It’s another hot and festive afternoon in the Egyptian capital of Cairo. It’s the first weekend after Ramadan, and people are back to partying again.
Rumours have been going around for some days now. Apparently, Disco Arabequo had been spotted playing some sets a few days ago in a last-minute organised event and that he’ll be repeating the experience on a well-known rooftop downtown. It’s been a long month since we all lashed out on a dance floor, and this might be our first incentive to get loose after so long.
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We’re now at Neon Rooftop. It’s an underground hub for up and coming, and even confirmed, artists to perform their sounds to a fine pool of avid listeners. Home to some of the city’s most dazzling views, the independent venue always leaves its guest DJs as a surprise. And after a slew of pre-Ramdan raves and a techno-spirited Eid, the duo behind the niche cultural hotspot, Ezz Okosha and Ali Ashraf, played the proud hosts to Disco Arabesquo’s latest pharaonic gig.
The first thing to be noticed upon walking in is the presence of a camera team and a group of journalists hailing all the way from Canada. They’re probing the disco/funk movement in the Arab World for an upcoming documentary. Against one of the rooftop’s rails, stands a smartly dressed man that introduces himself as Disco Arabesquo. That’s the moment the conversation kicks off and we start digging into his initial lust for retro records and mixing.
“My parents used to have a box of cassettes with a lot of tapes. I’d say that a lot of my knowledge comes from there. If I were to pick a starting point, I remember seeing this video on YouTube that went viral. It’s from a band called the Bendaly family from Lebanon and the song is titled ‘Do You Love Me’,” he tells MILLE while humming the song to us.
“My mind was blown. In my eyes, they’re like the Avengers of the Arabic singing world. And they’re quite funky at the same time. They represent two worlds that in my mind are normally very separated but that came together in that song,” he continued.
The Bendaly family’s influence is undeniable in the region’s sonic history. Although they are long past their prime, they have still managed to transfuse their artistic vision and sound way beyond their timeframe and Disco Arabesquo proves to be another victim of their success.
“I’m obviously inspired by them. But I decided to make my first steps after I had a dream. That dream was set in the eighties in Cairo dancing in a disco. When I woke up and I just asked myself if these kinds of events even exist. From there, I took it to myself to make that party go from a dream to reality,” the Amsterdam-based Egyptian DJ confessed. “After a year and half of struggle and reaching out, one venue emailed me back and agreed to host my debut.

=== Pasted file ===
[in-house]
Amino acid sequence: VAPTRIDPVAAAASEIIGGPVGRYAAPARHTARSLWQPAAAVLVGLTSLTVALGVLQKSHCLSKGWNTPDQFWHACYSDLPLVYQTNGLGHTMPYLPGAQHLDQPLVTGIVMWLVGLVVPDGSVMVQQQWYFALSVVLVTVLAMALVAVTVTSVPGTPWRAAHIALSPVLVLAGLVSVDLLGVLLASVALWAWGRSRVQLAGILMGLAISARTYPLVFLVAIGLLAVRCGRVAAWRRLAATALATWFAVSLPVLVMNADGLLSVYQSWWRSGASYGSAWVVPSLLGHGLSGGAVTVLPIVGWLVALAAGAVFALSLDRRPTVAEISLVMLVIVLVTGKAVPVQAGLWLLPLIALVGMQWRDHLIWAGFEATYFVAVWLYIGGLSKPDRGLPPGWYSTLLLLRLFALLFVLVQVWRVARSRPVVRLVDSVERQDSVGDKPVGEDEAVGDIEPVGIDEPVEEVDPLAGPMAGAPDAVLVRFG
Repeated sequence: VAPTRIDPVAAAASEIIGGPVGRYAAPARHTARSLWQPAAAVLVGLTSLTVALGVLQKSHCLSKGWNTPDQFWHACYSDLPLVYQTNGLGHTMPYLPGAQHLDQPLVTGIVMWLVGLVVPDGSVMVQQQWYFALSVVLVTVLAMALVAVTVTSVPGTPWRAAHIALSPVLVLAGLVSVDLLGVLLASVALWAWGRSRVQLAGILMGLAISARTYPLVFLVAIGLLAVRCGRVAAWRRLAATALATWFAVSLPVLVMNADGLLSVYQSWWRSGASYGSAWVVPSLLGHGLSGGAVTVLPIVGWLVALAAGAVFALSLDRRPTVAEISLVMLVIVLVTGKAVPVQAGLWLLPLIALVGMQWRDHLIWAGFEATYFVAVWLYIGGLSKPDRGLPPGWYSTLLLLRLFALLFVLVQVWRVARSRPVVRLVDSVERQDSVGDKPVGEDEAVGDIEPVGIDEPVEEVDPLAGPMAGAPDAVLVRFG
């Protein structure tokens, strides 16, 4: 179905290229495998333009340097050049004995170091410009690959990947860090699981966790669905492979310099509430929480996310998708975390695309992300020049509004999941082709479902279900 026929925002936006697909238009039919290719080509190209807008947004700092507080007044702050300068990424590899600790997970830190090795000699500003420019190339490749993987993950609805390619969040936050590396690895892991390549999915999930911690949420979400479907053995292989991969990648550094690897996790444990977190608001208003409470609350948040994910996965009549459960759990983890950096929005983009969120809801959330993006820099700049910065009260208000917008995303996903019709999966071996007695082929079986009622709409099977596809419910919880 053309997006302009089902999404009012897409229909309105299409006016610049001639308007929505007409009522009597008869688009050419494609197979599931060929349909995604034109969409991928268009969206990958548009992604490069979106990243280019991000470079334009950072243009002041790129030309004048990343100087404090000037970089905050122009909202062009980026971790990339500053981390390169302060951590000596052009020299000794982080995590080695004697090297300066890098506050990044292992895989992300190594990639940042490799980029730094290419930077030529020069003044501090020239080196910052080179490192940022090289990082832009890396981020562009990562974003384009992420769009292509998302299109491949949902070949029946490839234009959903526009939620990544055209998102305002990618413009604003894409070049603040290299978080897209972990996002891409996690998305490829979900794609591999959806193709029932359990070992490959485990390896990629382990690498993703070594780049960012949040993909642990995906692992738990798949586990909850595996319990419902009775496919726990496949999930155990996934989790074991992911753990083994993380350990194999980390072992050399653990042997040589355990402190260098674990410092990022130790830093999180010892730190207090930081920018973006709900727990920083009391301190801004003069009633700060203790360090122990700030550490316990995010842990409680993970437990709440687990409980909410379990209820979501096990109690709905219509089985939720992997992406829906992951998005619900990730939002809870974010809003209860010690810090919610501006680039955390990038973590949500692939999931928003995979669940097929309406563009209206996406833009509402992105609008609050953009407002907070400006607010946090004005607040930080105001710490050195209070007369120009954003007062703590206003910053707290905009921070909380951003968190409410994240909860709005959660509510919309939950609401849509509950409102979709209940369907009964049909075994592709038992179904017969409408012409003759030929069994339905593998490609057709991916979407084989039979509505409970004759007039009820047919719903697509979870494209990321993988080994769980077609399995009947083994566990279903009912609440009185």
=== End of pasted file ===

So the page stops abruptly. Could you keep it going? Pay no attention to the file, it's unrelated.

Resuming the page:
His passion for the genre can be described as a love affair that’s been going on for almost a decade. Having turned niching cassettes into a real lifestyle and a full-time job, the producer doesn’t necessarily want retro-Arab-funk to turn mainstream although he is adamant that the genre could potentially go global.
“I don’t want it to become mainstream. Because when things do they use the value. They’re often temporary and I want people to see it as something worthwhile. I want people to know that it’s there and if they want to tap into it, they can do it. That is the way to go about it for me,”
With that being said, Moataz Rageb, AKA Disco Arabesquo, still finds strength in the growing popularity of the genre — especially from a personal and generational perspective. In his own words, he sheds light how significantly important it is to digitalise an age-old culture to make it accessible, to all, permanently.
“If you don’t tell your story, it just gets forgotten. And I want the right stories to be told and remembered. Somebody has to make the effort to make that transition from cassettes to digital. Just as the same with vinyl and sometimes CDs,” he says.
“What’s even more important to me is not that just the music is growing, it’s that it’s changing people’s perspectives about the Arab world in the West. Because there are a lot of misconceptions about Arabic speaking countries and instead of negotiating with people or try getting into a discussion about what we are about, I play tracks instead. I am, in essence, an activist who now got into music,”
“When you play a song, it just breaks that idea that people have about the region. There’s so much creativity here. So based on that, that’s also what makes it very fulfilling. I can see a change in perspective,” he went on to explain.
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Although there’s still loads to discover and unearth from the region’s sonic past, it’s undeniable that we’ll ultimately reach a point where today’s music, including rap and hip-hop, will eventually be considered as old-school and from the past. Maybe in 30 years’ time, another Disco Arabesquo might start spinning Abyusif tracks to newer and younger audiences. On that note, our guest for the day remains confident and reminds us to trust the cycles in which genres live, die and, if lucky, are brought back to the surface.
“It would be like how we now look at the music from the sixties that has a different sound than from the one from the seventies and eighties. It’ll be the same for the 2020s and it will sound retro enough to future generations. Not a lot of people know this, but a lot of Arabic rap was brought out in cassette and live with us today. There’s no reason why today’s sound would be any different,”
With mixes that beam just as bright as disco balls in the seventies, Arabesquo is on a commendable mission we can only salute. Giving us a small taste of what older generations used to tap toe to, it goes to show the importance of upholding heritage no matter the medium or format.